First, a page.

So I went and got a better quality print of another picture someone wanted me to sell them ages ago. Just kept bugging my conscience that the one I had was not crisp enough! Clearly I am guilty of perfectionism (or is it procrastination?) when it comes to the thing I love most (might be something to do with fear but anyway). It was from a series of collages I did as New Years cards a couple of years ago. So whilst on the subject of commissioned art I felt to share some of my experiences that have led me to be at first naive then reticent and now determined in my approach to life art and remuneration. So what follows are some things I sometimes think about "finding the right balance between not-being-done-over and knowing your worth (whilst not pushing it too far)." A fine art in itself...
I find commissions difficult because usually it is someone you know either directly or indirectly and I tended to go on trust (in the past) - that they'll actually pay you at least for the hours if not the skill, but a few times this has not been the case! Even people quite close to me have not understood how destructive it is for an artist to do a commission (ie not always what you might choose to do otherwise) and then to not get paid. Usually it was because I didn't agree a price before starting the work which is a school girl error! But this is how we learn, I was warned about being professional about my art when I was 18 but of course did not listen! In the heat of the moment I would be flattered and pleased they wanted me to do something but then I'd forget to pin it down, to fight my corner. Well not these days I am older and wiser with the lessons of experience which make me at ease demanding my basic rights. Business is business whatever you are selling. Maybe it is because of the type of artist I am, there aren't many painters about these days and so it is not like my work is in a wider professional context.
Even in my year at Camberwell Art College I did not find the 'working' artists there had any useful advice about commissions or living as an artist - there was a mysterious silence on the subject. They all seemed to rely on 'funding' or teaching (being moody and cagey about the whole - how do you live on it issue) rather than actually being artists who openly do work for other people to own. It was disturbing to me. It was all meditations on shoe prints or collections of ephemera, needless to say I did not stay on. They actively rejected traditional artistic skill in favour of conceptual and procedural approaches to art that to me had very little to say despite that being its supposed USP. Oh yes and they did not believe art was about expression. Yeah. Sadly a huge number of the people that buy art in galleries for large amounts of money are 'investors' not appreciators. There is a gap. O dear. Today I am remembering why I did not go down this road earlier. But this is the road for me. I have always known it and for all its trials I have no choice. You have to choose a life with heart or its not worth being alive, you might as well be unconscious, be a robot (a card-board cut out as my friend Lucy and I say). Not everyone can do what they dream but you can still try and in the end do what ever you do with integrity. We only have ourselves to answer to and for!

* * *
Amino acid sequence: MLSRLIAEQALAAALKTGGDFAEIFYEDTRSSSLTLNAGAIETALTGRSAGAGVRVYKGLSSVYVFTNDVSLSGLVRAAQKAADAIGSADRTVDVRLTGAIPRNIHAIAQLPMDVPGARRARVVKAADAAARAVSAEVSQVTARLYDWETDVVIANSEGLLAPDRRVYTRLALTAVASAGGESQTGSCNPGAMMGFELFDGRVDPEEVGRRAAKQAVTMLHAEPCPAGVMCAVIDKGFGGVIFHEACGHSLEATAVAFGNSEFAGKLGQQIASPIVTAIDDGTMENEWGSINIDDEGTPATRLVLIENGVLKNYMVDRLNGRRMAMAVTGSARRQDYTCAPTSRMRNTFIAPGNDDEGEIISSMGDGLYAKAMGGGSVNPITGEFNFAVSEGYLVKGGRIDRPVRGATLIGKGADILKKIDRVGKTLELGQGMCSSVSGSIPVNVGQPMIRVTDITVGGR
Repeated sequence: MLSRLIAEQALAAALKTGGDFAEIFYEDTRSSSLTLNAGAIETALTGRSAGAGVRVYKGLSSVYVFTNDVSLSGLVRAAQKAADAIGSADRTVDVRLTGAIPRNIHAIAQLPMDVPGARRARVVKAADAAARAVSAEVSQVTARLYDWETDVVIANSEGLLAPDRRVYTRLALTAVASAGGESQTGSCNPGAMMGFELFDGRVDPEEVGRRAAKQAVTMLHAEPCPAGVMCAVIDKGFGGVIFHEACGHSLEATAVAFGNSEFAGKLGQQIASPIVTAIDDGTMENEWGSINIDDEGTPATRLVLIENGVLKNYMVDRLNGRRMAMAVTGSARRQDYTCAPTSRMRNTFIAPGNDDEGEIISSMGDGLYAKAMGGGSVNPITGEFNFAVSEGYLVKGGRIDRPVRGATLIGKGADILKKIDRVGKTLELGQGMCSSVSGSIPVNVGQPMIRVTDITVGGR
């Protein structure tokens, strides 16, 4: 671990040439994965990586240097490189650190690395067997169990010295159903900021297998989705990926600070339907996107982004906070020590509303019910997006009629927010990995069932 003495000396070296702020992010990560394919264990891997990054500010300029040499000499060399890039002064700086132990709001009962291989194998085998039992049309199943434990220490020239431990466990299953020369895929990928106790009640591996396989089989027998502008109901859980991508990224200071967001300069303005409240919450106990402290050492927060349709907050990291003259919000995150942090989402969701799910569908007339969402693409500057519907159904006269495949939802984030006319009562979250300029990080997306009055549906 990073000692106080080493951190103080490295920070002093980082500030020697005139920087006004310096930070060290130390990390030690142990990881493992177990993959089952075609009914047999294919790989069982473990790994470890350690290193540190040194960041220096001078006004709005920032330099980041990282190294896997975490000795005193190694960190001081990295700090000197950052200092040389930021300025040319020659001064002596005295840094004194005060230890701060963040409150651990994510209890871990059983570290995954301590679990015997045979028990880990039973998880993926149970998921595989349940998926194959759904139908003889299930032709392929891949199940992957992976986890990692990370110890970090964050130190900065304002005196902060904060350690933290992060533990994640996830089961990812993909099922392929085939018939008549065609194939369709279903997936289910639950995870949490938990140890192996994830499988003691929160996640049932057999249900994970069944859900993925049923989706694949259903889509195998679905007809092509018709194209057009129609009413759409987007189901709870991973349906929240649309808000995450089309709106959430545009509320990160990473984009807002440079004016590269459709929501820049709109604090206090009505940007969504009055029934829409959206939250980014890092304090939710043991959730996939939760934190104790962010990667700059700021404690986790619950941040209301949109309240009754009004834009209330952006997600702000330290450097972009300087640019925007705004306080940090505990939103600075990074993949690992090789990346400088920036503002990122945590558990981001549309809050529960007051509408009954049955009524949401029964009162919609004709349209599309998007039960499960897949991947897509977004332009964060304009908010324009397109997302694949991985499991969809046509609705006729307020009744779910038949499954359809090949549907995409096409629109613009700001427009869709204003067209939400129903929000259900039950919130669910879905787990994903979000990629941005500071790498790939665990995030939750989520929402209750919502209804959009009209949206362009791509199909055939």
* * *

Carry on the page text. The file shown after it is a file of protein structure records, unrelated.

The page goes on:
Problem t with remuneration is particularly pertinent in creative work because that tendency, not expecting to pay someone, is the thoughtless manifestation of an attitude that reaffirms the melieu that undervalues creative expression more generally. Hence the expression starving artist. Is it fair to pay someone to tell a machine to print all day but not to pay someone who captures more than a machine ever can? (Printers are a lovely bunch too that's not my point.) It is this culture that is very connected in my mind to the tendency of artists to undervalue their own skills. People who couldn't do it themselves but still think its ok to pay you less than the minimum wage for your time are all engaging while they want something but strangely significantly less so once they have what they wanted in their possession. On one occasion I actually had to go and reclaim two paintings (that had taken me many hours over months to paint) because the guy kept saying he'd pay me later and later never arrived. Still happy to hang them though. He was an ever lingering ex-boyfriend though so that might have had something to do with it. Humm. But as someone said to me recently, lots of people never want to pay anyone, Lawyers, Plumbers we all have the same problem. Some people just do not respect others full stop. Secret is to be up front, in this case about the cost, take a down payment if necessary and get a contract if its a big job, if they are serious they will understand.
Anyway I am sure what I have been advised is true that when starting to try and generate a living from art getting the publicity you need, that you can get from say the poster job, can offset the amount you are being paid. It's not about the money, its about people knowing what you do and sending work your way, but more than that it is about feeling that what you do is worth something to someone other than you. Never simple is it!? Having said all that seeing the look on someone's face when they like what you have done is a bit like giving a present at Christmas, and there is nothing like seeing someone fall in love with one of your pictures. So all in all I'd say its worth it. Rant over. =)
talks too much